It used to be that intellectual property was a commercial regulation only. You had to commercially infringe for it be applied and enforced against you. And I believe that is the proper balance.

When you sing in the shower no one comes to check if the song is copyrighted. When you talk on the phone no one listens to see if you read anything copyrighted. When you send mail no one checks if it is a copyrighted poem or even an entire book. (At least no yet.) But try sending an ebook or song via bittorrent...

So, fine... no hierarchy of rights, but there needs to be a balance. Lets keep intellectual property out of people's privacy sphere. And there should be strong "fair use" rights on certain public and/or commercial uses where it is in the overwhelming public interest for them to be allowed.

PS: Suddenly I'm getting the idea to do a simple graphic with "(C) doesn't belong in my shower, phone, mail or other private communications". Something like that.

Crosbie Fitch said...

Yup, the EDHR says everyone has an equal right to the protection of material interests arising in their intellectual works, and it's not too much of a stretch to include the automatic grant of copyright as a material interest. However, there's a difference between having equal protection of one's privilege and having equal protection of one's right.

The sleight of hand is to insinuate that if the privilege is a material interest and is thus recognised as such by the EDHR and so deserving of protection, that therefore it must be a human right for people to be able to prohibit others singing their songs, telling their stories, or copying their poems...

...or selling this 'human right' to immortal publishing corporations for them to protect and exploit it with draconian force.

There is thus a categorical difference between the natural, vital power to prevent another human being retelling a story one has told them (which plainly doesn't exist in nature and so cannot be a right), and the transferable privilege (that annuls people's right to copy from the law's recognition of it as within their liberty) created by Queen Anne in 1709 and enjoyed today by immortal publishing corporations.

The amusing thing is, that as fast as some are trying to make out that copyright is a human right (and that corporations are human beings), so others are saying that human rights should be secondary to law (not vice versa) and thus cede to utilitarian privileges such as monopolies. There's evidently a bit of a confusion going on - mostly because ethics & natural rights have been quietly removed from the educational curriculum and hardly anyone knows the difference between a right and a privilege.

Copyright is our human right to copy, it's just been 'taken' from us and put in the hands of a few (typically an immortal and egregiously inhuman few). Copyright is thus a derogation of our liberty.

Natural rights aren't some kind of political movement, they are an explanation of human nature and help understand why privileges cannot prevail against rights. The rule of law cannot long contradict natural law, however much money you have to corrupt legislators to say otherwise.

mmu_man said...

It should be noted that Sarkozy's quote is plain wrong. Our constitution cites *property* alone as rights of equal values than freedom of speech.

So called "Intellectual Property" is a recent and erratic construction ("Imaginary property" would be more correct) to regroup unrelated things such as "droit d'auteur" (copyright), patents and trademarks, and was certainly not included in the term "property" meant by the authors of the constitution and various declarations of human rights.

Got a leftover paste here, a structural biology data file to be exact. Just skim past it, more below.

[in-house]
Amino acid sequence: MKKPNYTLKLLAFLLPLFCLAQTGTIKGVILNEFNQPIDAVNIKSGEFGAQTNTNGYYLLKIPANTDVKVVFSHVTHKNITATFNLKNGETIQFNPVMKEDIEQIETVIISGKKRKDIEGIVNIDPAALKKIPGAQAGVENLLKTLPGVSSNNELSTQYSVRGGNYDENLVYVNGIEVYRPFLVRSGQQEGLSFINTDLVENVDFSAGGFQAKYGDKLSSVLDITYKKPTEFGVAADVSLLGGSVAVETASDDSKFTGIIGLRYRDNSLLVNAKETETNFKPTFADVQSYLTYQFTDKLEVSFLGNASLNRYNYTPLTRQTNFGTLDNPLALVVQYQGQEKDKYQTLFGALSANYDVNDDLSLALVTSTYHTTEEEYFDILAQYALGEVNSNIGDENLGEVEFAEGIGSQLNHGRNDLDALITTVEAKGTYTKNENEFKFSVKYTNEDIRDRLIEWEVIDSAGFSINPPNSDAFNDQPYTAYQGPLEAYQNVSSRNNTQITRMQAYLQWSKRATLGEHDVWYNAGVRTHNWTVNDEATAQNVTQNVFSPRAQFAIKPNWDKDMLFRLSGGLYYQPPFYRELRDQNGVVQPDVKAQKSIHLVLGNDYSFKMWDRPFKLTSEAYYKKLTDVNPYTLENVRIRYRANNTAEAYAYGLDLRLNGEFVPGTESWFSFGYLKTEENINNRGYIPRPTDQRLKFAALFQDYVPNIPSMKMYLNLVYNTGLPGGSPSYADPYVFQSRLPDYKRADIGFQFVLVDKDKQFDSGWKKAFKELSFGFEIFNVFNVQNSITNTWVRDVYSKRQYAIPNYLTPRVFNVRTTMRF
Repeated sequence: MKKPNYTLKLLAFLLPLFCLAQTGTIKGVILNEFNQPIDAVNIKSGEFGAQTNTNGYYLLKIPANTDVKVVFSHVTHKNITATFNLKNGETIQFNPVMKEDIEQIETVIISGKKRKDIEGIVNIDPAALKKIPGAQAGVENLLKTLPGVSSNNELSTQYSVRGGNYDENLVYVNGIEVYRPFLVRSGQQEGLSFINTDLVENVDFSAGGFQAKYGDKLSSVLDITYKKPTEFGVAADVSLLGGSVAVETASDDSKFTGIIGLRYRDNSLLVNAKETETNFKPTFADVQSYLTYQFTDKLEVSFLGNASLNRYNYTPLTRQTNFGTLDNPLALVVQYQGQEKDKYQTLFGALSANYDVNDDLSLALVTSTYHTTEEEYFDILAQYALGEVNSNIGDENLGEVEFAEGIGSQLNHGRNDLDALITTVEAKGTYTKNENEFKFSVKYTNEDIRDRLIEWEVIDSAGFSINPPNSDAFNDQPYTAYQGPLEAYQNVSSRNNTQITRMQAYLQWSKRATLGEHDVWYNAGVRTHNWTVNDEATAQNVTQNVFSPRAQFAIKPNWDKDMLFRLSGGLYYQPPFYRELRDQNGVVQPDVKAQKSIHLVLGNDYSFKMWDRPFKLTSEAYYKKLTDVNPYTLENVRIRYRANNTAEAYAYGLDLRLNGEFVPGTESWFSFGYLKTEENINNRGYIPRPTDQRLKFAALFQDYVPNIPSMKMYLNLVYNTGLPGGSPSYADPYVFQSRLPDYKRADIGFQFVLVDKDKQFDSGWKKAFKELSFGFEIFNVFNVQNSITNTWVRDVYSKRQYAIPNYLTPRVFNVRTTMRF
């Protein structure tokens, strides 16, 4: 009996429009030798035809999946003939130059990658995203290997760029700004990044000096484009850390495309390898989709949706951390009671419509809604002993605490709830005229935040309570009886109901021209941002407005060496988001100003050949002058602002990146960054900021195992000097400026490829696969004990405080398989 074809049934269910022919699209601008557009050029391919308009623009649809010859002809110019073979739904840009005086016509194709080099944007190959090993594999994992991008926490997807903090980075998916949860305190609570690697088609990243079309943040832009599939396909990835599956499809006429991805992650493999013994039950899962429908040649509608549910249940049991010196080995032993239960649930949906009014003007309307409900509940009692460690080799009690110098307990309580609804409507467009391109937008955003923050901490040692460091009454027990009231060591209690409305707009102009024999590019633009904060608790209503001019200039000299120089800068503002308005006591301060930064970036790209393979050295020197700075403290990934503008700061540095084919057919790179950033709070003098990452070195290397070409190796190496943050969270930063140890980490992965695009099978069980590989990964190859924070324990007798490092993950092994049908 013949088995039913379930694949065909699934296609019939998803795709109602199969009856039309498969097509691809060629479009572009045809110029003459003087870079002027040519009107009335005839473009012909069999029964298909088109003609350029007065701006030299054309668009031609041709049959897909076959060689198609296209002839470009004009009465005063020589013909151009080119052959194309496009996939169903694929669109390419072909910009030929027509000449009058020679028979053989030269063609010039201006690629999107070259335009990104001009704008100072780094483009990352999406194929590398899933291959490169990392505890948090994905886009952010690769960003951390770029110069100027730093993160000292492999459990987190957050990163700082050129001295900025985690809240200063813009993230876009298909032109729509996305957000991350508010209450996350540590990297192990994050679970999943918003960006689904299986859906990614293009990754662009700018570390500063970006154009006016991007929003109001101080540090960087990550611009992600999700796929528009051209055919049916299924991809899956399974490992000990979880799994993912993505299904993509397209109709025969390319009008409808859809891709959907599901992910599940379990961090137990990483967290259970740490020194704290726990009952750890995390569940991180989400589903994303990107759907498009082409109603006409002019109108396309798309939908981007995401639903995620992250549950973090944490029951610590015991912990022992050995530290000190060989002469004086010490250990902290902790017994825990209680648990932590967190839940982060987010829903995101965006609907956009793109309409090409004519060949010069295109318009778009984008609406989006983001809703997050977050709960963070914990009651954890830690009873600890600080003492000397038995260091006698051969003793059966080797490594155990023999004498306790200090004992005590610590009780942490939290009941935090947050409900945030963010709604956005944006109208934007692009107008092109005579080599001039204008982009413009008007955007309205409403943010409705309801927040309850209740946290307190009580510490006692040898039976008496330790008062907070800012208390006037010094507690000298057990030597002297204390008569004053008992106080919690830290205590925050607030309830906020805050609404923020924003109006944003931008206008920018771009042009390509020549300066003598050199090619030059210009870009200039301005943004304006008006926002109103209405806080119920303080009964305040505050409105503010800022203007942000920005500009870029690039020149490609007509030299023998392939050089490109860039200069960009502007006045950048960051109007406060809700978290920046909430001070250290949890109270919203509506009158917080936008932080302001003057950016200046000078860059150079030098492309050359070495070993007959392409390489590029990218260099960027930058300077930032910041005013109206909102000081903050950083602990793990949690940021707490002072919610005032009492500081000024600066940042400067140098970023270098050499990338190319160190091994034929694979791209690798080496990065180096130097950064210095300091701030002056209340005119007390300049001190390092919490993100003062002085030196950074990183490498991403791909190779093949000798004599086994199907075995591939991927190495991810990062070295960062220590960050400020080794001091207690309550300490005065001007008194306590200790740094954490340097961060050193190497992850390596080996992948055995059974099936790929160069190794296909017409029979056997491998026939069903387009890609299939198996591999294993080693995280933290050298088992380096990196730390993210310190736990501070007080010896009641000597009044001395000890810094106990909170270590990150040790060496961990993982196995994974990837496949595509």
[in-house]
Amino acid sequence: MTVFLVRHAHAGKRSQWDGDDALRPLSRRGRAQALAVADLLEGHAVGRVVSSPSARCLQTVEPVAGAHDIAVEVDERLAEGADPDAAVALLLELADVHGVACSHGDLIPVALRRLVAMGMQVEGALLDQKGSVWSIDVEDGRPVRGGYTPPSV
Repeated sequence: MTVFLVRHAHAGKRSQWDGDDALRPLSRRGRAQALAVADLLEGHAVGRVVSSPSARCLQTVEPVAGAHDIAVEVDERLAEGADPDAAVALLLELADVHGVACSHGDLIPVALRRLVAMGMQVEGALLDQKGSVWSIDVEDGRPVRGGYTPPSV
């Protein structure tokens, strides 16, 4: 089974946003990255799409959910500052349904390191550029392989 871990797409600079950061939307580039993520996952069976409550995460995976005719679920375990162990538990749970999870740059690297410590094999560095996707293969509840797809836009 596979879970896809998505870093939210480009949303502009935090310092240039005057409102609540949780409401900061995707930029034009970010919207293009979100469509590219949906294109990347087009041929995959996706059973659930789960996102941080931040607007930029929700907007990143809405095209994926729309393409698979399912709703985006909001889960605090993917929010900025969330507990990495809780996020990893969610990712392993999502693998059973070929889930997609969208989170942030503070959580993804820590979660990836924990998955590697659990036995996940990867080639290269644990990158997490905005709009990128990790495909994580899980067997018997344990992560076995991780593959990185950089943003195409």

The fact that it must be qualified as "intellectual" implies that it is not naturally part of "property" itself.

glyn moody said...

@mmu_man: that's very interesting - thanks. yes, it shows why they are so keen to pretend that intellectual monopolies are "intellectual property".

Mark Goodge said...

In a slightly paradoxical way, this might just make things easier in the UK. I pointed out to my MP, who happens to be both pro IP restrictions and anti-EU, yesterday that the EU is expected to extend copyright on recorded music despite the fact that the Hargreaves review - which has already been accepted by the UK government - clearly states that there is no justification for doing so. I invited him to comment on what we can do to prevent the EU from forcing us to adopt IP laws which are damaging to British businesses, and it was rather interesting watching him squirm as he attempted to reconcile his two positions.

The point here is that the pro-reform camp within the ruling coalition is generally found at the more liberal end (with both a capital and lower-case 'L'), which is also generally the more pro-EU end, while the anti-reform (or pro-restrictions) camp are generally at the more conservative and anti-EU end. But the pro-reformers aren't so pro-EU that they'll happily accept any EU ruling which happens to come along, while, on the other hand, the anti-reformers are uncomfortable with supporting anything which seems to be emanating from the EU. So the dissonance here is more likely to push anti-EU campaigners into the pro-reform group than vice versa.

Incidentally, a conversation later with another MP, one of my MP's colleagues, proved a lot more fruitful though. Not only does he not share my MP's views on copyright, but he also made the very good point that, within parliament, it's very much a generational thing - the newer intake of younger MPs are much more inclined to be pro-reform, because they tend to understand the nature of the technology issues better.

glyn moody said...

@Mark: yes, that's a good point, and an approach whose efficacity I've often pondered.

The generational thing in certainly true, but does impose fairly long time-scales. Some of us don't want to wait...